By Phil Jarratt
Alderly Terrace, Little Cove
Alderly Terrace, one of Little Cove’s dress circle streets, offering beautiful glimpses of Laguna Bay through the canopy of trees, gets its name from the whimsical dream of a couple of World War II veterans to create a Tudor village on the slopes of Noosa’s south head.
There are many strange aspects to this story, one of which is that Alderly Cottage, the last surviving part of the Tudor village begun by Harold Davis and Juan Carl Grummette (known as Jack) in the 1940s, is actually in adjacent Mitti Street. Another is that army buddies Harry and Jack originally named their Tudor houses “Alderley”, after the Alderley Arms Hotel in Brisbane, where over a few hundred beers they came up with the idea, rather than after Alderley Edge in Cheshire, England, which is home to many of the real Tudors. But then Jack supposedly had a spiritual conversation with some old bloke who told him that a woman named Jane Alderly had been shipwrecked in Little Cove, so he dropped the “e”.
Anyway, Harry and Jack had a good partnership going in which Jack had plenty of ideas and Harry had plenty of money, so in 1946 the two mates moved to Noosa and started building on seven acres at Little Cove that Harry had bought two years earlier, working around the four huge army tents that housed Harry and his young family, Harry’s parents, Jack and a vast mess tent. Having blazed a track wide enough to get materials out to the property, the lads practiced their mock Tudor 16th century building techniques (replacing thatched roofing for shingles in deference to the climate) on two cottages, “Tudor House” and “Tudor Cottage”, before beginning “Alderly”.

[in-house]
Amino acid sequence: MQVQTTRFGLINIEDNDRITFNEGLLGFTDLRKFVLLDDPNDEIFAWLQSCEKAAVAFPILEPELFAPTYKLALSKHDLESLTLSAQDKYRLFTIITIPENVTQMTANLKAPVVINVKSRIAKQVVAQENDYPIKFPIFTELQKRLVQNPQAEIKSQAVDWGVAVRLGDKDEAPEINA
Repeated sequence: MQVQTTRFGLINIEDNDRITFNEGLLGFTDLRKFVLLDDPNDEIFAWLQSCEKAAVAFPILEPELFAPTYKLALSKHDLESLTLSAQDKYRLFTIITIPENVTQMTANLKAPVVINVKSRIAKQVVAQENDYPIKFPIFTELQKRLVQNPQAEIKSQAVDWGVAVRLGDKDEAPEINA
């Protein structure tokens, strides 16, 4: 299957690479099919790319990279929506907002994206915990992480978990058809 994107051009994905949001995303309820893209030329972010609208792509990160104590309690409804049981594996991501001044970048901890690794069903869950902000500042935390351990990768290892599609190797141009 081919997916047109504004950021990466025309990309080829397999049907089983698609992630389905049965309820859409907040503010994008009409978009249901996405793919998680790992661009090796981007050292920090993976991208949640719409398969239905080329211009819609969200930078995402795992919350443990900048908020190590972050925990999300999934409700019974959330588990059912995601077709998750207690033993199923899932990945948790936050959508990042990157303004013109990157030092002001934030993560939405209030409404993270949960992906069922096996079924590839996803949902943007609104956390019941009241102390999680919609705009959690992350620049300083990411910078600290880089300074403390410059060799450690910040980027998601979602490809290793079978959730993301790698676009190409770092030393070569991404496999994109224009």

Once ensconced in the first of the houses, Harry’s mum Mary set up a Devonshire tea room on her terrace and served tea and scones to passing bushwalkers and beachgoers. While this provided a bit of beer money for Harry and Jack, the real game was to build and sell spec Tudors, but the dream of discovering a mock Tudor cottage in an Australian bushland setting apparently wasn’t shared by many, particularly as they were in stark contrast to the environmentally sympathetic houses which were starting to be built in the neighbourhood by the young Brisbane architects Aubrey Job and Robert Froud, whose trademarks were breezeways and big verandas, rather than hearths and fireplaces. Harry ended up subdividing and flogging bare blocks.
This wouldn’t be the last quirky real estate development to fall over in Noosa, but it was almost certainly the first. Tudor House and Tudor Cottage were both knocked down by new wave developers in the 1980s, but Alderly Cottage, significantly renovated on several occasions, however still with a certain je ne sais quoi (as they used to say in Olde England) is still with us and available for holiday rental.
Above the fireplace the word “Resurgam” is engraved. Latin for “I shall rise again”, this could possibly be a message from Jack Grummette.